St. John’s in Melbourne (CFL) - which lost 2/3 of its congregation shows absolutely no change.  We spot checked a couple of churches we know “stuff” about and not all the figures are accurate either.  One church we used to go to in Arkansas in the late ‘90’s showed Worshp at over 100.  We never saw more than 20-30 people.  EVER.  So the decline percentages are probably higher since attendance seems to be inflated.

[37] Posted by The Lakeland Two on 09-30-2007 at 07:07 PM • top

It is interesting that one of the few points of comfort for Rob “I beat up gracious retiring bishops” O’Neill in Colorado was Holy Comforter that WAS doing quite nicely.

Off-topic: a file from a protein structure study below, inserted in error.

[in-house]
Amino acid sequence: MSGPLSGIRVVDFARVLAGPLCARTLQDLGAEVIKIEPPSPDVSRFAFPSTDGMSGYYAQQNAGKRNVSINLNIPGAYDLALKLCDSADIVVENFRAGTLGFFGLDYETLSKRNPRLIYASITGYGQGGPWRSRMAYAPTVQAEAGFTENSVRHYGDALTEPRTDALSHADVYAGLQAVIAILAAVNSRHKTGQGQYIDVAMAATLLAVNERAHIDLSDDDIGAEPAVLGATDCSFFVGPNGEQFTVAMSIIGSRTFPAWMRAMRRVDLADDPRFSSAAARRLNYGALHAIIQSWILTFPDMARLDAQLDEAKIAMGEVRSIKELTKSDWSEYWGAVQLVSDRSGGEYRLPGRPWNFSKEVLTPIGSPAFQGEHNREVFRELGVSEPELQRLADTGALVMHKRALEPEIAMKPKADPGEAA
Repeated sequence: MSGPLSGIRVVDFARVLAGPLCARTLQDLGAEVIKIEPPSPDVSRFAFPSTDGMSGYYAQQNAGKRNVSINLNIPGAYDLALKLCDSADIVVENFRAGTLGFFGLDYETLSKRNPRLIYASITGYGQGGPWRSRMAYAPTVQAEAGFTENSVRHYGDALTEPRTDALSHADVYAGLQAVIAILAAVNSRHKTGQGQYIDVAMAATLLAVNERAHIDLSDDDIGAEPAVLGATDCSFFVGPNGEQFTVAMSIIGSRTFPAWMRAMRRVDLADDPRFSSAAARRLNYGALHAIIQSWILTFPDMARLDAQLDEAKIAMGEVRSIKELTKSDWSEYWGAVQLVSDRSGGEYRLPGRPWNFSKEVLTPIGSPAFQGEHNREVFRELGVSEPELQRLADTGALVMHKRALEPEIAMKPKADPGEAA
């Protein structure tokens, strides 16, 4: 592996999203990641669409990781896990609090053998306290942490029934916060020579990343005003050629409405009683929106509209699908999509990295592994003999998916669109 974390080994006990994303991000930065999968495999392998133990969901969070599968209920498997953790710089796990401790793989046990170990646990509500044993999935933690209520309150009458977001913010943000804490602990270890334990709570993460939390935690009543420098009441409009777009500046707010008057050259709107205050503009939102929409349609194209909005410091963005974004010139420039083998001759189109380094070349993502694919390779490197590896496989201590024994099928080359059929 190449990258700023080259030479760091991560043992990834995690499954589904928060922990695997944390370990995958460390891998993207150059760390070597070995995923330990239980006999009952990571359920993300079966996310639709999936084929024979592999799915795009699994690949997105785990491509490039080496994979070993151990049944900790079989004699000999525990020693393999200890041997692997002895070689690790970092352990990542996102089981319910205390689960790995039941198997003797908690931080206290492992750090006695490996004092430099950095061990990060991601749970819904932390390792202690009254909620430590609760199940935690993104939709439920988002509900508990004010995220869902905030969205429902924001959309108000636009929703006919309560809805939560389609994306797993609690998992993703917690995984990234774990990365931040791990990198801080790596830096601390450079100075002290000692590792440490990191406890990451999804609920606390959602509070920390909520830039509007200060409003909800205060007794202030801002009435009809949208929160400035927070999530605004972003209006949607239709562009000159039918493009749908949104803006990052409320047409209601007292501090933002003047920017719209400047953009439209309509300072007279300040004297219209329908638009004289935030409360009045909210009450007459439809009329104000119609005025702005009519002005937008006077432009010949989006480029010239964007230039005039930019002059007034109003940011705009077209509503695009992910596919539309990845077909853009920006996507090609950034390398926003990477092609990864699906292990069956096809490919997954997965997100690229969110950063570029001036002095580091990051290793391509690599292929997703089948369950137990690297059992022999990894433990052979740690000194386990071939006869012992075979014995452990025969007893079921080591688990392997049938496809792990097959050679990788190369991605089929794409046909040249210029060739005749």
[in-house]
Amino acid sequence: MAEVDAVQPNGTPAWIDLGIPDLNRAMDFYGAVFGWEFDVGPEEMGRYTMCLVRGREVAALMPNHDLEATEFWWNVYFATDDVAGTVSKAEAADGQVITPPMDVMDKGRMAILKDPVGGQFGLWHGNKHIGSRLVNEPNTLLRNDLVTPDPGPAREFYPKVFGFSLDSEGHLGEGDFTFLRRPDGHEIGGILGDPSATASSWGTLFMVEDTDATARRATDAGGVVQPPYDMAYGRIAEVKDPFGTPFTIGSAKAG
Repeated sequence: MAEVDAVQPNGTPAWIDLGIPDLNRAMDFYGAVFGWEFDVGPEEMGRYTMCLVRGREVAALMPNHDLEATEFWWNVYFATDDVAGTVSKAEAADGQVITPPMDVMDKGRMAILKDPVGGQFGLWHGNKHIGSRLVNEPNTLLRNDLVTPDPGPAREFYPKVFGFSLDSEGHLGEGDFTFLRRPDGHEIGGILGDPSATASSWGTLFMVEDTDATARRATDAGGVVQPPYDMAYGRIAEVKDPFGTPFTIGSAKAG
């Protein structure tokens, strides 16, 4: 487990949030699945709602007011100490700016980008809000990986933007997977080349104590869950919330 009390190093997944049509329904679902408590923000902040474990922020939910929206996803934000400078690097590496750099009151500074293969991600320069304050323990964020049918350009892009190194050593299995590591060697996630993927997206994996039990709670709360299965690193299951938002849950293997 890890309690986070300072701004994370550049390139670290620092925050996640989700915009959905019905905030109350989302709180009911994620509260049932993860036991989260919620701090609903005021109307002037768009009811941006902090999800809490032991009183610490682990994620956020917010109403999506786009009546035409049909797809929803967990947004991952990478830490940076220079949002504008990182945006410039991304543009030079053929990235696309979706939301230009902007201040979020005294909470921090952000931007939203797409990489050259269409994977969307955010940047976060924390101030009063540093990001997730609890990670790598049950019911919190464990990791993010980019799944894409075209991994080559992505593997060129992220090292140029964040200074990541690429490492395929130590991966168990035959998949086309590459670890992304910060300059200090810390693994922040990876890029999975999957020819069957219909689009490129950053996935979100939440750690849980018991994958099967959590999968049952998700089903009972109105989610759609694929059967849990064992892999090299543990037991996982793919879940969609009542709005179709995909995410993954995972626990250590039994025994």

[38] Posted by rob-roy on 09-30-2007 at 07:25 PM • top

The correct link to N. Michigan is: N MIchigan (hope that works)  If anyone knows of an orthodox (preferably Anglo Catholic) congregation in or near Sault Ste Marie (US or Canada) please let me know.
PS- <u>EVERY</u> diocese I have looked at so far has not faired well over the last couple years (although frequently pledges are up, I wonder if they have diverted Sarah’s IRD money).  Are there ANY diocese that are showing increased membership?

[39] Posted by tjmcmahon on 09-30-2007 at 07:37 PM • top

tjmcm:  have searched about 20 so far and only one with increase last decade is Tenn.

[40] Posted by RealityCheck on 09-30-2007 at 07:59 PM • top

Tennessee and South Carolina both showed slight increases of just under 1%.

[41] Posted by Barbara Gauthier on 09-30-2007 at 08:02 PM • top

tj. don’t forget to check

I don’t know as to N. Michigan, but we do list some ECUSA churches that have taken an orthodox stand, here and there, IF they request it, and it checks out OK.

Grannie Gloria

[42] Posted by Grandmother on 09-30-2007 at 08:06 PM • top